Etymology: From Latin, fallacia:
deliberate deceit or trick. Cf. Greek sophisma: skillful act, clever
device, sly trick, specious argument.
Definition: A logical fallacy is, generally, an error or defect in
reasoning (fallacious argument) that exhibits the following specific
1. It is an incorrect,
defective form of reasoning that differs from a merely factual error
(false premises). In other words, the relation between the premises
and conclusion is logically mistaken, i.e., the conclusion does not follow
from the premises. The premises provide irrelevant evidence or
insufficient evidence. Hence, the argument is invalid (deductive
arguments) or weak (inductive arguments).
2. It is a common yet persuasive type of reasoning error that
has proven over time its power to deceive people on a regular basis. As
such, fallacies have been categorized and catalogued since Aristotle’s
Sophistical Refutations, throughout the middle ages and modern period,
and up to the present day. They are, therefore, not merely any mistaken
inference, but a pervasive and persuasive class (general type, form,
pattern, structure) of fallacious reasoning.
3. Accordingly, a fallacy is specious: it only appears or seems to be
a good argument. However, when its initial plausibility is carefully
examined it turns out to be an imposter, counterfeit, deceptive device,
trick, trap, pretender, or sophism.
Arguments, like men, are often pretenders.
—Plato (c.427-347 BCE)
It would be a very good thing if
every trick could receive some short and obviously appropriate name, so that
when anyone used this or that particular trick, he could at once be reproved
—Arthur Schopenhauer (1788-1860)
TYPES OF FALLACIES
Before examining the types of
fallacies, it is helpful to distinguish between the form and
content of an argument. The form of an argument is its reasoning
pattern or structure. In contrast, the content of an argument is its
specific subject matter. Examples:
All humans are
mortal All politicians are saints
All logicians are human All liberals are politicians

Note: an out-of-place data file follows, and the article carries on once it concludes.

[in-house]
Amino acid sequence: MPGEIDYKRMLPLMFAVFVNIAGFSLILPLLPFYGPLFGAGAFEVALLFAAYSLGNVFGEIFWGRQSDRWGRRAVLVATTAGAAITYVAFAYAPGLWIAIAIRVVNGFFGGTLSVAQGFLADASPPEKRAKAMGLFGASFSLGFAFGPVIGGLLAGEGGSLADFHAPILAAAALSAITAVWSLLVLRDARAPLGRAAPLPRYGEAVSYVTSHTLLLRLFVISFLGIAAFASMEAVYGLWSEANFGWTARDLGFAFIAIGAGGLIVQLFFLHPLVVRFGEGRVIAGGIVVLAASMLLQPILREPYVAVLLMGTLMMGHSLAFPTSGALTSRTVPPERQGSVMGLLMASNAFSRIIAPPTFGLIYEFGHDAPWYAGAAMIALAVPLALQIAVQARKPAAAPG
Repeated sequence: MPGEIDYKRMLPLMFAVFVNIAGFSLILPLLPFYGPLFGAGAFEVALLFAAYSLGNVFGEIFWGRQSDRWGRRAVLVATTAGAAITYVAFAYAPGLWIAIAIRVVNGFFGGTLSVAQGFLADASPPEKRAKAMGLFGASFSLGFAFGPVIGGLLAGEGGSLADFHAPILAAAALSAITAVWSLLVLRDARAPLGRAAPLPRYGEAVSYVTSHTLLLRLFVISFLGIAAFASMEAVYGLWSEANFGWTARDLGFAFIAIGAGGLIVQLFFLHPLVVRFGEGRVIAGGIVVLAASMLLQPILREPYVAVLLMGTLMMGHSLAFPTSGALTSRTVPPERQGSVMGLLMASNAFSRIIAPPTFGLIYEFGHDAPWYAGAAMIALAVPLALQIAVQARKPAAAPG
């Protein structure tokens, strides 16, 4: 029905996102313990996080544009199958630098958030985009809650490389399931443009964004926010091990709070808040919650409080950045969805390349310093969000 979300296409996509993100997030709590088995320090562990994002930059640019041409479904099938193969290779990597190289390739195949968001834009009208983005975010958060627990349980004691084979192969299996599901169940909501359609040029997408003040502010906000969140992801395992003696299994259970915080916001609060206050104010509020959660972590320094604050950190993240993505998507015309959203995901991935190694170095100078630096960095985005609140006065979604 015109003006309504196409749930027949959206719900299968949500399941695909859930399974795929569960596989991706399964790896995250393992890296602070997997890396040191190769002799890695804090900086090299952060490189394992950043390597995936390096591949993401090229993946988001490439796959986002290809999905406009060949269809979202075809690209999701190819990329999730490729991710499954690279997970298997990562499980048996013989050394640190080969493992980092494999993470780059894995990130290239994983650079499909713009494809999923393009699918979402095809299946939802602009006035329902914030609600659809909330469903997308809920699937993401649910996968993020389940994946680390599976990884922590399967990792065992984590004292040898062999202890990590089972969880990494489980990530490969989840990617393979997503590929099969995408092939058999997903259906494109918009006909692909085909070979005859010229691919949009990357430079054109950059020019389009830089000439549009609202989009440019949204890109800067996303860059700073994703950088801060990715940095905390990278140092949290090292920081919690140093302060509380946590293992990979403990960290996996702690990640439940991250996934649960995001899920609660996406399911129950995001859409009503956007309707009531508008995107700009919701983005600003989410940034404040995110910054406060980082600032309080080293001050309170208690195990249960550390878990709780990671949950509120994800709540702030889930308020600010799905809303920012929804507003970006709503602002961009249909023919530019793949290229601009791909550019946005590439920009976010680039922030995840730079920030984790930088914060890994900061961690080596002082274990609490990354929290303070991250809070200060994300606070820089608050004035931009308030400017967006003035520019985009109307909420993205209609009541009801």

All logicians are mortal All liberals are saints
These two arguments exhibit an identical form by means of, or
through, their different content.
Identical Argument Form:
All As are Bs
All Cs are As
All Cs are Bs
The two arguments above substitute different content for the
symbolic variables A, B, and C. As such, they are said to instantiate
(be an instance of) a particular argument form. When a deductive
argument instantiates a correct argument form it is called valid,
i.e., the conclusion follows from the premises with strict necessity or,
stated alternately, the conclusion must be true if the premises are true.
1. Formal Fallacies: The form of the argument is
defective. Formal fallacies only apply to deductive arguments with
identifiable reasoning patterns. Accordingly, a deductive argument that does
not instantiate a correct (valid) argument form is said to contain or
exhibit a formal fallacy. Two examples follow:
a) Affirming the Consequent: This fallacy is an argument of the form
"A implies B, B is true, therefore A is true".
If a supernatural being created
the universe, then we would see order and organization everywhere.
We do see order and organization
Therefore, a supernatural being did
create the universe.
If A then B
B is true
A is true
b) Denying the Antecedent:
This fallacy is an argument of the form "A implies B, A is false, therefore
B is false".
If Myrth York is elected governor of RI, then RI will have a governor who
supports same-sex marriages.
Myrth York will not be elected
governor of RI.
Therefore, RI will not have a
governor who supports same-sex marriages.
If A then B
A is false
Therefore, B is false
Both of these formal fallacies are deceptively persuasive. We often
uncritically assume that if the hypothetical proposition (if A then B) is
true, then the similar, yet logically distinct, hypothetical proposition (if
B then A) must also true (Affirming the Consequent). For example, if
there is smoke then there is fire, and if there is fire then there is smoke.
But the hypothetical implication (if…then relation) is unidirectional (from
A to B), not bidirectional (from A to B and from B to A). Also, we
often uncritically assume that if the truth of A implies the truth
of B, then it must also be the case that the falsity of A implies the
falsity of B (Denying the Antecedent). But they are by no
means logically equivalent.
2. Informal fallacies:
The fallacy consist in the content and “can be detected only through
analysis of the content of the argument" (Hurley, p.119). Classifications of
informal fallacies differ, both historically and among contemporary
logicians. For example, Aristotle identified only 13 fallacies and divided